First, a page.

HAVANA, Jan. 12th Far from the galleries of Vedado and Miramar, Máisel López fills the streets of his Havana barrio with art—specifically, portraits of neighborhood children. Lianet Hernández talks with López about his Colosos portraits and their impact, his dedication to working in grisaille,the Mexican muralists, and US artist Chuck Close.
In Havana, as in any capital, there are big and small districts, elite neighborhoods and others of lesser status.
The Buena Vista neighborhood, for example, has a certain reputation. Located in Playa, east of Vedado, it has its share of con artists and swindlers, criminals and gang members. But it also has an art gallery, of sorts. Though its cultural infrastructure doesn’t rival Miramar or Vedado, a stroll around 44th and 25th, or 41st and 70th will reveal faces of children on a monumental scale, painted on neighborhood walls.
López’s routine is simple. Walking the neighborhood, he looks for walls that could be used for his work, and goes about securing the necessary permits. What happens next is art: he draws a grid on the wall to transfer the photographic image, sketches it in pencil, and applies the paint.
“I thought to put the Colosos where I live because I believe it is necessary to bring art to the community, and to beautify our environment. I also found it very interesting to use the most damaged walls as the surfaces for art,” López tells Cuban Art News.
A few minutes into the conversation, and without being asked, Masiel identifies himself as a martiano, a follower of José Martí. He adds that he uses images of children because they are the hope of the world. The markedly realistic character of his works, as well as their oversized scale, reinforce that concept.
Máisel López’s work is popular throughout Havana, but he has said that his faces of children will not go beyond Buena Vista. The 20 murals he has created so far are all located in this district of the Playa municipality, and contrary to what social stereotypes might dictate, residents there have come to appreciate them. The Colosos are an essential part of the neighborhood, and López is an artist whose raison d’être is the community.
One of his goals with the murals is to make people perceive the works as if they were in a real gallery—to interact with them and feel that art is capable of transforming the city itself and its values.
“I’m not interested in the protocol of a gallery opening,” he sais. “I really enjoy the art-making process, and people interacting with me as they go by. I’m not into the legitimizing processes of the art world. I like people to come across the work by chance, or just ask questions while I’m painting. That interaction, for me, is more important than anything else.”
From Canvas to Wall
Although the Colosos appeared in 2015, the idea behind them emerged a year earlier, with a series of human faces on canvas, titled Rostros (Faces). At that point, López realized that he could go much bigger.
Before training at the San Alejandro Academy, he had taken courses at the House of Culture in Playa. When he graduated, he continued to teach children and seniors at one of these community-baed institutions. But his fondness for wall art comes from a three-year mission in Venezuela, as a collaborator in the Corazón Adentro Culture Mission in Caracas and Portuguesa. There, he made his first murals. He realized that an image could be seen by many people without having to appear in a gallery, and that excited him.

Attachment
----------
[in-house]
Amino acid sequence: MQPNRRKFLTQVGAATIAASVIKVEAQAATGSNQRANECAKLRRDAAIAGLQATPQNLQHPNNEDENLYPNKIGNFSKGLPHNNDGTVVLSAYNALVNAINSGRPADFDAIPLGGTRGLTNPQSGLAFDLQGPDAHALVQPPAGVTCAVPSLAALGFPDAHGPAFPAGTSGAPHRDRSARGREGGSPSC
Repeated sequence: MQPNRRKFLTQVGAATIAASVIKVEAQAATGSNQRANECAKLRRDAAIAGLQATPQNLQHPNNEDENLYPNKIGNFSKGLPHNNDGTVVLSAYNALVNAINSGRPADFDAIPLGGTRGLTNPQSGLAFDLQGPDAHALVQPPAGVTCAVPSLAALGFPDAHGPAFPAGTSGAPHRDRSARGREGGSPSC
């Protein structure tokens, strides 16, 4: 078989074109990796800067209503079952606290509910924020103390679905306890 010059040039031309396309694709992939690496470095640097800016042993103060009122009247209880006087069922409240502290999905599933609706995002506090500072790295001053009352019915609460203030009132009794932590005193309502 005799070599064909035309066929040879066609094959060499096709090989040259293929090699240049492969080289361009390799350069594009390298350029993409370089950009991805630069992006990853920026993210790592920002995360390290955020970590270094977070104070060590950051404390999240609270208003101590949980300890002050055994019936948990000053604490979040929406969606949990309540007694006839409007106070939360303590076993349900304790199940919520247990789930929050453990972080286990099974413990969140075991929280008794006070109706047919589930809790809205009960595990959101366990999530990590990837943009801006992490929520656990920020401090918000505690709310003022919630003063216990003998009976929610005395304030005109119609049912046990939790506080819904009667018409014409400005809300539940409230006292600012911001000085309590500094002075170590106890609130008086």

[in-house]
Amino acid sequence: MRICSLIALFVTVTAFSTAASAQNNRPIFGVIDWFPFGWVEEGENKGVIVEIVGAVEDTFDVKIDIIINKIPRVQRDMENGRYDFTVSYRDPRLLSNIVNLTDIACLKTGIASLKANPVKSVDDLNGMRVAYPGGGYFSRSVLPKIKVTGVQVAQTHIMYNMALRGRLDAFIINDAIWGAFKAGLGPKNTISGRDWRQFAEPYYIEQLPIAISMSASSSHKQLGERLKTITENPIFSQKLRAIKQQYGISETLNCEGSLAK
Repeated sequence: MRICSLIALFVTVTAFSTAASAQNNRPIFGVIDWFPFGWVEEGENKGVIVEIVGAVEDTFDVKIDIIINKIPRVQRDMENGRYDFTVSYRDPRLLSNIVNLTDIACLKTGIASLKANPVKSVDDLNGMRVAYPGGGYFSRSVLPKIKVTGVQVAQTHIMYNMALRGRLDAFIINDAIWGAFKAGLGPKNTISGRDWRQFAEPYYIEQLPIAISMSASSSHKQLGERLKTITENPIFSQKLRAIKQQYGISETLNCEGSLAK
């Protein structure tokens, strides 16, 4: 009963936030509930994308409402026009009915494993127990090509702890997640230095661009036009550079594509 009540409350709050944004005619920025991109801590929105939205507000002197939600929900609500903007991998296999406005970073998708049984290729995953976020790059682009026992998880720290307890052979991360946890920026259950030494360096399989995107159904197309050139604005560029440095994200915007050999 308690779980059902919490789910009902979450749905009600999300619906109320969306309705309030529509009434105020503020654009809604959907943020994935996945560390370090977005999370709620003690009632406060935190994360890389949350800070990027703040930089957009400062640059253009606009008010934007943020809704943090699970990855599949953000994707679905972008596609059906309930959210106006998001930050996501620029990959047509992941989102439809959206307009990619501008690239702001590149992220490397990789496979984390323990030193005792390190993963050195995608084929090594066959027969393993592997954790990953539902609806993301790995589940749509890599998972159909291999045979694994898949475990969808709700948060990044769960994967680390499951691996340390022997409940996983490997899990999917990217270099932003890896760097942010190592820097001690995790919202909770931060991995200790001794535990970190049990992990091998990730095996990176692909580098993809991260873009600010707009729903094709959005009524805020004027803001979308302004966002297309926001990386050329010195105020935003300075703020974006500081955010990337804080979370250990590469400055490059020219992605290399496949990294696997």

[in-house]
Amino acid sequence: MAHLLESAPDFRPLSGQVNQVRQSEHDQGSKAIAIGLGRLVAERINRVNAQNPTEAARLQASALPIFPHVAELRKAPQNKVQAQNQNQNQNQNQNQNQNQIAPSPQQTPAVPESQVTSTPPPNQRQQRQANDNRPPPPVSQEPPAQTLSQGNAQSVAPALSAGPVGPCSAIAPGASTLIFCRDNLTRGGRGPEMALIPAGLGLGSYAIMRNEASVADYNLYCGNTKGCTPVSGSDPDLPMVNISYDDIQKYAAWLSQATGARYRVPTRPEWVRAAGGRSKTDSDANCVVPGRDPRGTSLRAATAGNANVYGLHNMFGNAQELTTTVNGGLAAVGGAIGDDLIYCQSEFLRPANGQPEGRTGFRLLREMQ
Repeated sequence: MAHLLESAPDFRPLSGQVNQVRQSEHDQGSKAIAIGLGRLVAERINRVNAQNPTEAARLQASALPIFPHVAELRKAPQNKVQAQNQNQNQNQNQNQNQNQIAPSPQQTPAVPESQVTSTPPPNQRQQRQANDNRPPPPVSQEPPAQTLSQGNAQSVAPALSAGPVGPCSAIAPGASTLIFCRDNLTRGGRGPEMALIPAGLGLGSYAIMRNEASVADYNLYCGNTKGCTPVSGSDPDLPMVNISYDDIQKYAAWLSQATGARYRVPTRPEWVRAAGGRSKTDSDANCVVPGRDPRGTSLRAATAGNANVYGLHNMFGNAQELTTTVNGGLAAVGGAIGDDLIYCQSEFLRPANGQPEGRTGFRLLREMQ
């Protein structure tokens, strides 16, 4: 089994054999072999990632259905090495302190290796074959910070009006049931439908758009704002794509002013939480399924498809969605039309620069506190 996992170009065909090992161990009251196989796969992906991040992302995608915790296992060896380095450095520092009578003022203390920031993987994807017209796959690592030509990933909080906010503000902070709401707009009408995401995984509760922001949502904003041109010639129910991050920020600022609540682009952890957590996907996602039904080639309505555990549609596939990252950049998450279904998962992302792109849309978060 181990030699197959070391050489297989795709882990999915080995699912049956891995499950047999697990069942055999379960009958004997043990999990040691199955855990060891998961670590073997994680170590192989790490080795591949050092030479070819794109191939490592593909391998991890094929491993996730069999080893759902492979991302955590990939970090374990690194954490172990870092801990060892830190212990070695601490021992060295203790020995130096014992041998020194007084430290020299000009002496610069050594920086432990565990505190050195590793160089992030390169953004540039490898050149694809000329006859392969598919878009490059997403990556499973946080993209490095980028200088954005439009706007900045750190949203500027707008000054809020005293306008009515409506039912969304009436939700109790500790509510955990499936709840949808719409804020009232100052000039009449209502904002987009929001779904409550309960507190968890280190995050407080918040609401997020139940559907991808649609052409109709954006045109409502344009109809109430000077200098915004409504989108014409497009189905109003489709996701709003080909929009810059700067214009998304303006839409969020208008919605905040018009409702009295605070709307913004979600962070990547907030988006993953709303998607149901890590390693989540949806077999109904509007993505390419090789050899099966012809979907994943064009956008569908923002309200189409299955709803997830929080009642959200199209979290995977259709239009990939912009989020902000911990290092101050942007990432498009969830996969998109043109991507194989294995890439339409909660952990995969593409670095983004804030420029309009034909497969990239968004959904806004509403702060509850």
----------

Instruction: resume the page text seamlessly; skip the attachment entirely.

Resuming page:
“This work follows the paths of a quite realistic figuration, always in the portrait because I am interested in the face as an expression,” he says. “As far as art history goes, I’m an ordinary portraitist. I try to express feelings through my works, looking for codes and tools based on the styles I like. “
Although Mexican muralism is an obligatory reference-point for any artist working with this technique, López does not claim it as his most direct influence. US painter Chuck Close has that honor, both in López’s mural painting and his works on canvas.
On canvas he has expanded beyond children, painting men and women of all ages, including the elderly, but always with the same approach. Figuration and black-and-white are for him the end-all of visual creation. He has declared himself a defender of the age-old technique of grisaille, rarely used by artists these days.
Do you think that at some point you will be interested in developing a parallel photographic practice, I ask.
“I really like photography,”he says. “My work would not make sense if I did not start with it. But I do not care for it as an art—only as a tool in my work, like paint or a brush.”
Curiously, in a world where artists create alternatives to sell more, I tell him, you seem to propose the opposite with each work.
“I’m happy developing this work in the community. It’s very different from exhibiting in a gallery, and my goal as an artist is to present work in dialogue with the public,” he says. “This implies, of course, being out of the gallery scene and the so-called market. I do not believe there is an art market in Cuba. Offering my work to the public makes me more fulfilled as an artist.”
I point out that, although they do not laugh all the time, people associate childhood with a period of happiness at all costs.
“The fact I represent a serious child, or a child looking up, doesn’t mean a sad child. It’s reflection about the future—interpreting each of them as faces of the future, and placing the analysis in another context,” he replies.
“If they look at the sky it doesn’t signify a religious allusion, as many people believe. There’s always a nod to the times to come, and a search for different expressions, and that’s what sets a work into motion. All kids aren’t equal. Each one of them has a range of expressions. Each is a universe in her- or himself.”
Courtesy Máisel López